Brand new duplex for rent in Ward: 2 Bedroom, 2 Bath, all electric, washer & dryer included. 1 year lease required. $650 month, $300 deposit. Please call (501) 941-2726 or (501) 258-8960

Beautiful West LR House for Rent! 1,400 Lansing. 4 Bedroom, 2 Bath, 2,300 sq. ft., 3 years old, dining room, large den, large master suite. Must see! $1,800 month, $900 deposit. Call Lana (501) 309-3668

Cabot: 3 Bedroom, 1 1/2 Bath, 1,200 sq. ft., carport, has all appliances. Near Central Elementary. $725 month, $500 deposit. No inside pets. 425-7138

Gravel Ridge/Jacksonville: 3 Bedroom, 2 Bath, large living room, large game room, fireplace, fenced yard. $800 month, $800 deposit. 1 year lease required. 31 North Valley Drive, 979-285-8464

House to Rent: 3 Bedroom, 1 1/2 Bath, central heat & air, washer/dryer connections. No pets. $500 deposit, $700 rent. (501) 843-3383

Mobile Home, 14x70, newly remodeled, 2 bedroom, 2 bath, on 1 acre, Cabot Schools. $500 per month, deposit required. Call (501) 266-0045 or (501) 605-7200

Mark Avenue, Sherwood. 3 Bedroom, 1 1/2 Bath, approximately 1,200 sq. ft., single car garage, sun room, fenced backyard, quiet neighborhood. Excellent condition. $110,500. Call Diane at 912-4343.


FSBO - Beautiful 2007 builder home. Cabot, new subdivision with lake. 1/3 acre, corner lot, 2351 Lakeshore Lane. 2,390 sq. ft., 3/4 Bedroom, 2 Bath + bonus room. $240. Call (501) 563-0420. Visit for more information.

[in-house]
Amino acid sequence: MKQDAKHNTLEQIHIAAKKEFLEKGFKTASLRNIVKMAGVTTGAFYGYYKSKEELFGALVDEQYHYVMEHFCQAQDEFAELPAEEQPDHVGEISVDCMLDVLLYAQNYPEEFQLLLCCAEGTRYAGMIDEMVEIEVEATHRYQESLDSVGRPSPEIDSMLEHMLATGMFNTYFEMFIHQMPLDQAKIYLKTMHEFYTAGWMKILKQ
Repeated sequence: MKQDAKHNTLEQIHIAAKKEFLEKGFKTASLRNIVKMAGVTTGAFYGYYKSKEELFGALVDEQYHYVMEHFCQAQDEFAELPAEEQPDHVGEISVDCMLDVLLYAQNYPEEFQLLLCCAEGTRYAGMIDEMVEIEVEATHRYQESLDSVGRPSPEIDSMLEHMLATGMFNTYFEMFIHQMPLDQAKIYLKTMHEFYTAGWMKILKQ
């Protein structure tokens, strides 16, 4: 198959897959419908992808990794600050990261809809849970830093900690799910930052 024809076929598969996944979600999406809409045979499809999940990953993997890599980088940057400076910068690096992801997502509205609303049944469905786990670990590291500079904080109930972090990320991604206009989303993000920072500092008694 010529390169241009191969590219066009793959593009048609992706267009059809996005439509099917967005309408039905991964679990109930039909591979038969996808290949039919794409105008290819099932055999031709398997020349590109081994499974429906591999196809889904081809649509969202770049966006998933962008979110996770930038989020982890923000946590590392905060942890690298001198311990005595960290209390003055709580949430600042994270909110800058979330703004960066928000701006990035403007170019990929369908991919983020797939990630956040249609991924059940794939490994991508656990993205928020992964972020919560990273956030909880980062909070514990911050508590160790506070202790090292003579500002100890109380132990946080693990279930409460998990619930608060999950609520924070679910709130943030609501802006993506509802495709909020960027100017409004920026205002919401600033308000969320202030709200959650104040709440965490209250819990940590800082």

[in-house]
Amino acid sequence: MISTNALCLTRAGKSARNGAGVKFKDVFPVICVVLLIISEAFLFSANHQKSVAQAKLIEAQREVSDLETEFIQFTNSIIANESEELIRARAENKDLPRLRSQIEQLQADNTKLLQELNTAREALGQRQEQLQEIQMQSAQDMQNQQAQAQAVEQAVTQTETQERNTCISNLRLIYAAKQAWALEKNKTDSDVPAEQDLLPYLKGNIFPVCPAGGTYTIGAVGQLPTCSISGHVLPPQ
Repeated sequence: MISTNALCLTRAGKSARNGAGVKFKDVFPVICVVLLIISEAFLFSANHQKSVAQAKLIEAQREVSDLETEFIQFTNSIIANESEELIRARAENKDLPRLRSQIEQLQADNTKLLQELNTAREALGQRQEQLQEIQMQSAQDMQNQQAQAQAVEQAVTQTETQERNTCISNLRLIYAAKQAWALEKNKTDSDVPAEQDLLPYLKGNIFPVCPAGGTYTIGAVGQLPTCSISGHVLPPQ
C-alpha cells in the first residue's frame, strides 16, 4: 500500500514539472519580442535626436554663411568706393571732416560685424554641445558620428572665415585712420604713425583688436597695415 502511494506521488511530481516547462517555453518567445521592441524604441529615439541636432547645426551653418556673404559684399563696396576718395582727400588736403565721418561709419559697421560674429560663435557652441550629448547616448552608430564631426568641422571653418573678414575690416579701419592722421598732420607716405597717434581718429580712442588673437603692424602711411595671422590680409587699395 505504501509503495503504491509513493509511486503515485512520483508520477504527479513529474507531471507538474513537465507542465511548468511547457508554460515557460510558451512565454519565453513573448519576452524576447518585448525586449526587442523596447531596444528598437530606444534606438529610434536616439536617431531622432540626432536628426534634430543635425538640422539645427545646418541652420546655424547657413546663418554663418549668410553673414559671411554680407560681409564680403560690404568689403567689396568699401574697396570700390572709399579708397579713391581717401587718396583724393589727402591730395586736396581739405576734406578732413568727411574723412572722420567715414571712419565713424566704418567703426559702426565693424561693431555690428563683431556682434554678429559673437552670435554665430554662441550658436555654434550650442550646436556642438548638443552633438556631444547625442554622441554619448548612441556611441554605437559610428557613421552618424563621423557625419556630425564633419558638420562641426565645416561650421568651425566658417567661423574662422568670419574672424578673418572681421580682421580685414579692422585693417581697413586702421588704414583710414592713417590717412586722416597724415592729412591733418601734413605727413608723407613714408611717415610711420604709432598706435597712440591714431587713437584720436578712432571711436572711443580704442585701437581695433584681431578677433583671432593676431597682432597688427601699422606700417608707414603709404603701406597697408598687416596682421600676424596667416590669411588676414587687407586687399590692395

Beebe area. 2,164 sq. ft. New Home on 3 acre lot, 3 Bedroom, 2.5 Bath. Large bonus room or 4th Bedroom. Electronic security system, gas log fireplace, 2 car garage. Large deck professionally landscaped, paved street. Reduced Price $229,500. To view home, call (501) 843-2774 or (501) 605-3847.

Gravel Ridge: 3 Bedroom, 2 Bath, bonus room, 1,604 sq. ft., quiet cul-de-sac. Many updates, new kitchen counters & appliances, new roof in 2007. 10 minutes to Base. OPEN HOUSE 5/18, MLS #10188466, $123,500. (501) 952-8137

New home for sale by builder. Very nice 3 Bedroom, 2 Bath, stainless steel appliances, fenced yard & many extras. 1,330 sq. ft., 402 Boston, Graham Settlement Subdivision, $135,000. (501) 982-9440

4 miles to Base. 3 Bedroom, 2 Bath, $134,000. Option to buy furnished. House, furniture & appliances - one year old. Quality throughout. Energy efficient. Landscaped. Privacy fence. Storage building. Call (501) 241-0255 or cell (501) 366-5853

Gravel Ridge, 4 Creek Ridge Ct. FSBO. 3 Bedroom, 2 Bath, 1,718 sq. ft., wood & tile floors, lots of updates, large fenced yard, cul-de-sac, quiet neighborhood, close to Airbase, $131,500. (501) 425-1323

FSBO: 3 Bedroom, 2 Bath, 2 car garage, eat-in kitchen, comes with washer & dryer. 1,269 sq. ft., 5 miles from LRAFB. $129,000. 201 Franklin St., Jacksonville. Contact Ebonie for details (501) 680-9086

TOP STORY >> Chief earns Guard’s ‘Red’ Erwin award

By Master Sgt. Bob Oldham
189th Airlift Wing Public Affairs

An Arkansas Air National Guard loadmaster was named the Air National Guard’s Henry E. “Red” Erwin Outstanding Career Aviator of the Year award, Senior NCO category, for calendar year 2007.

Chief Master Sgt. Richard W. Merriman, formerly with the 154th Training Squadron and now assigned to the 189th Operations Group, received the award based on his accomplishments, leadership and self improvement.